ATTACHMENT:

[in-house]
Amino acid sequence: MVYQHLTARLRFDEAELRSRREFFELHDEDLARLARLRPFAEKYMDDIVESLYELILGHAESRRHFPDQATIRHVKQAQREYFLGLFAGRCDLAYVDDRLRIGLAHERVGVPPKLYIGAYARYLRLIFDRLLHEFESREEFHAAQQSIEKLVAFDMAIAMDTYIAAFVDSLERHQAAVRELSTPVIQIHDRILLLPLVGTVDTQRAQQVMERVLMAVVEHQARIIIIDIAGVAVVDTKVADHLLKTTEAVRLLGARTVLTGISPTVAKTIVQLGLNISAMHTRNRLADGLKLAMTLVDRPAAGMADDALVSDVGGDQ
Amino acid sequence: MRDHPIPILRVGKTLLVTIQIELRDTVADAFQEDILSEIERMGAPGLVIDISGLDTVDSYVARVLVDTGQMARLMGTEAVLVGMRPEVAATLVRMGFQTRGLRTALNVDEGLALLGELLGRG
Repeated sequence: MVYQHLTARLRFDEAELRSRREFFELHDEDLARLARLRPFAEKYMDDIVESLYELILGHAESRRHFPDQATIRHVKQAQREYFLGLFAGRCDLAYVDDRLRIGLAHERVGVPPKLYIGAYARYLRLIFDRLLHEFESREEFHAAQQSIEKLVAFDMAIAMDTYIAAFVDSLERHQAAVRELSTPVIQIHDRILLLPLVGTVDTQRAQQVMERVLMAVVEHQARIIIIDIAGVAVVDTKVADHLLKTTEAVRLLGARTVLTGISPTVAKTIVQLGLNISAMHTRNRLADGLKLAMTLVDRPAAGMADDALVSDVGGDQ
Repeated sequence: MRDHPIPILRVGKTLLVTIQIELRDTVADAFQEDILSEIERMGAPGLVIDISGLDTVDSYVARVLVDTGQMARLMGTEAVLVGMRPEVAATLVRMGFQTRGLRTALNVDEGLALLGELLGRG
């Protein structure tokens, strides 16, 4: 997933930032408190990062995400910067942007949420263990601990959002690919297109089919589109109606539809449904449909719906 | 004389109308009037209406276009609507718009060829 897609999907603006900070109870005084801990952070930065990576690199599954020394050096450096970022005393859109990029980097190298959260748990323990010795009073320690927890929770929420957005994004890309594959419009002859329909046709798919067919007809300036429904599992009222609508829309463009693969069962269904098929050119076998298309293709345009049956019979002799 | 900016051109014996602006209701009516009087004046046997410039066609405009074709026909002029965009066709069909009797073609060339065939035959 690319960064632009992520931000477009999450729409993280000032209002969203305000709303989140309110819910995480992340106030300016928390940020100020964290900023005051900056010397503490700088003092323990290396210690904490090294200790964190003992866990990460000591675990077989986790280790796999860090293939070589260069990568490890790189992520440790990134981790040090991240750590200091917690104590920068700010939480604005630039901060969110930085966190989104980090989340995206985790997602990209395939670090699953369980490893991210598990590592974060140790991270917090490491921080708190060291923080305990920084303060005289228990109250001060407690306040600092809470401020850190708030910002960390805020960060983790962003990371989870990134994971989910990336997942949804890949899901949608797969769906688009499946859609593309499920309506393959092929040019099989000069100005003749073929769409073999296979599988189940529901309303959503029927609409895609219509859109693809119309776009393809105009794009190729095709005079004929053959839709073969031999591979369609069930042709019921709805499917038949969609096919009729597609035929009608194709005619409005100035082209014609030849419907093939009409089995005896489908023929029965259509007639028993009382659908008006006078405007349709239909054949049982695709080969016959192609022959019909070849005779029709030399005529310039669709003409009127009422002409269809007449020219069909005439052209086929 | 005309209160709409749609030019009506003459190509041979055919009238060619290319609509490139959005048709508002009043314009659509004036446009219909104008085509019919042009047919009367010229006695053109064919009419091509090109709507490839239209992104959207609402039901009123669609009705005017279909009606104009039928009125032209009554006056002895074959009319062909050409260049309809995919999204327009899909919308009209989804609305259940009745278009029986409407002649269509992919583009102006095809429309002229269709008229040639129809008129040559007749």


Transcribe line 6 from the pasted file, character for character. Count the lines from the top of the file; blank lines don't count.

């Protein structure tokens, strides 16, 4: 997933930032408190990062995400910067942007949420263990601990959002690919297109089919589109109606539809449904449909719906 | 004389109308009037209406276009609507718009060829 897609999907603006900070109870005084801990952070930065990576690199599954020394050096450096970022005393859109990029980097190298959260748990323990010795009073320690927890929770929420957005994004890309594959419009002859329909046709798919067919007809300036429904599992009222609508829309463009693969069962269904098929050119076998298309293709345009049956019979002799 | 900016051109014996602006209701009516009087004046046997410039066609405009074709026909002029965009066709069909009797073609060339065939035959 690319960064632009992520931000477009999450729409993280000032209002969203305000709303989140309110819910995480992340106030300016928390940020100020964290900023005051900056010397503490700088003092323990290396210690904490090294200790964190003992866990990460000591675990077989986790280790796999860090293939070589260069990568490890790189992520440790990134981790040090991240750590200091917690104590920068700010939480604005630039901060969110930085966190989104980090989340995206985790997602990209395939670090699953369980490893991210598990590592974060140790991270917090490491921080708190060291923080305990920084303060005289228990109250001060407690306040600092809470401020850190708030910002960390805020960060983790962003990371989870990134994971989910990336997942949804890949899901949608797969769906688009499946859609593309499920309506393959092929040019099989000069100005003749073929769409073999296979599988189940529901309303959503029927609409895609219509859109693809119309776009393809105009794009190729095709005079004929053959839709073969031999591979369609069930042709019921709805499917038949969609096919009729597609035929009608194709005619409005100035082209014609030849419907093939009409089995005896489908023929029965259509007639028993009382659908008006006078405007349709239909054949049982695709080969016959192609022959019909070849005779029709030399005529310039669709003409009127009422002409269809007449020219069909005439052209086929 | 005309209160709409749609030019009506003459190509041979055919009238060619290319609509490139959005048709508002009043314009659509004036446009219909104008085509019919042009047919009367010229006695053109064919009419091509090109709507490839239209992104959207609402039901009123669609009705005017279909009606104009039928009125032209009554006056002895074959009319062909050409260049309809995919999204327009899909919308009209989804609305259940009745278009029986409407002649269509992919583009102006095809429309002229269709008229040639129809008129040559007749």